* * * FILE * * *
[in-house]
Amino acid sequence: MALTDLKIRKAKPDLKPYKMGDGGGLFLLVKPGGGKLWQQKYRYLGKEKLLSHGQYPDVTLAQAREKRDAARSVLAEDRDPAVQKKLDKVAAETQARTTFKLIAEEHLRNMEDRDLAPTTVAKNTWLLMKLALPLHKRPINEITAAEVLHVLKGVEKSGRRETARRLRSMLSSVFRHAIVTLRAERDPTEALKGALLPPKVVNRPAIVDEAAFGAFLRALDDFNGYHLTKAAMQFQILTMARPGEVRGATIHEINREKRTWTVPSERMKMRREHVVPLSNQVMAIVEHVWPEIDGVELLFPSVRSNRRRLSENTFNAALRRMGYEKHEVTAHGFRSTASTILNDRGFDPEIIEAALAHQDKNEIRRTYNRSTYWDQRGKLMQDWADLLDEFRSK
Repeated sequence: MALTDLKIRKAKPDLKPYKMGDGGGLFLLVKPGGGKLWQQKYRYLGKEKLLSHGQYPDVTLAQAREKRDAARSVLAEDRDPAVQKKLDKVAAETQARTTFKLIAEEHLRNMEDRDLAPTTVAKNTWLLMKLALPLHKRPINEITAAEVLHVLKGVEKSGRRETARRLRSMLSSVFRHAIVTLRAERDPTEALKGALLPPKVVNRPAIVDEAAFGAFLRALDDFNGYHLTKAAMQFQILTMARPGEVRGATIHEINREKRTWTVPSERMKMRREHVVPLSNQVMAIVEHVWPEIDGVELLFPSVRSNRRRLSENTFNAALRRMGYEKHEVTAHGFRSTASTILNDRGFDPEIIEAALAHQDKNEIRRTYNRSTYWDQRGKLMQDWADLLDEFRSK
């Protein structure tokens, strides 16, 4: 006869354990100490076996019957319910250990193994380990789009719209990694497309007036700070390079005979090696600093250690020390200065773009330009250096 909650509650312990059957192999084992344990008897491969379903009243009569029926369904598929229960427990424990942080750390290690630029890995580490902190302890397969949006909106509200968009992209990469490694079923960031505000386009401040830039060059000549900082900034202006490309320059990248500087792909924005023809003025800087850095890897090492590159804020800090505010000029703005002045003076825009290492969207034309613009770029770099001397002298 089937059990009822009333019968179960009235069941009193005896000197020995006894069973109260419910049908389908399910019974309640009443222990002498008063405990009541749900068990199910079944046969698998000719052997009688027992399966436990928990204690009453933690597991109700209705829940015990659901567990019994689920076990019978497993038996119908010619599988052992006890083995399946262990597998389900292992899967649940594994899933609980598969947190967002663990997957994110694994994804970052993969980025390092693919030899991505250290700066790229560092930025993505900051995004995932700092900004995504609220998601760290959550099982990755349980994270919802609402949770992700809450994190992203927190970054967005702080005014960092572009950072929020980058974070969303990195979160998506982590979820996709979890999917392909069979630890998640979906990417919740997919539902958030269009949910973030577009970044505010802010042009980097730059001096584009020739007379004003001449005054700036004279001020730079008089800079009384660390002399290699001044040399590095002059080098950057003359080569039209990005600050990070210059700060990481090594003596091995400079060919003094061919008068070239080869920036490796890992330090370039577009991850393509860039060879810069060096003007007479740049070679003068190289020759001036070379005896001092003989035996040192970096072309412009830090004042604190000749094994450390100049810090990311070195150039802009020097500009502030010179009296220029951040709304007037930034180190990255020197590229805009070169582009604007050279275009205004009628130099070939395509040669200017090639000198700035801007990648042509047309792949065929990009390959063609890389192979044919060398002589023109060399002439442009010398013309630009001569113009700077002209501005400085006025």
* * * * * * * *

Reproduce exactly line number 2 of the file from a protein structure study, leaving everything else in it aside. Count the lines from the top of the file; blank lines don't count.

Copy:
Amino acid sequence: MALTDLKIRKAKPDLKPYKMGDGGGLFLLVKPGGGKLWQQKYRYLGKEKLLSHGQYPDVTLAQAREKRDAARSVLAEDRDPAVQKKLDKVAAETQARTTFKLIAEEHLRNMEDRDLAPTTVAKNTWLLMKLALPLHKRPINEITAAEVLHVLKGVEKSGRRETARRLRSMLSSVFRHAIVTLRAERDPTEALKGALLPPKVVNRPAIVDEAAFGAFLRALDDFNGYHLTKAAMQFQILTMARPGEVRGATIHEINREKRTWTVPSERMKMRREHVVPLSNQVMAIVEHVWPEIDGVELLFPSVRSNRRRLSENTFNAALRRMGYEKHEVTAHGFRSTASTILNDRGFDPEIIEAALAHQDKNEIRRTYNRSTYWDQRGKLMQDWADLLDEFRSK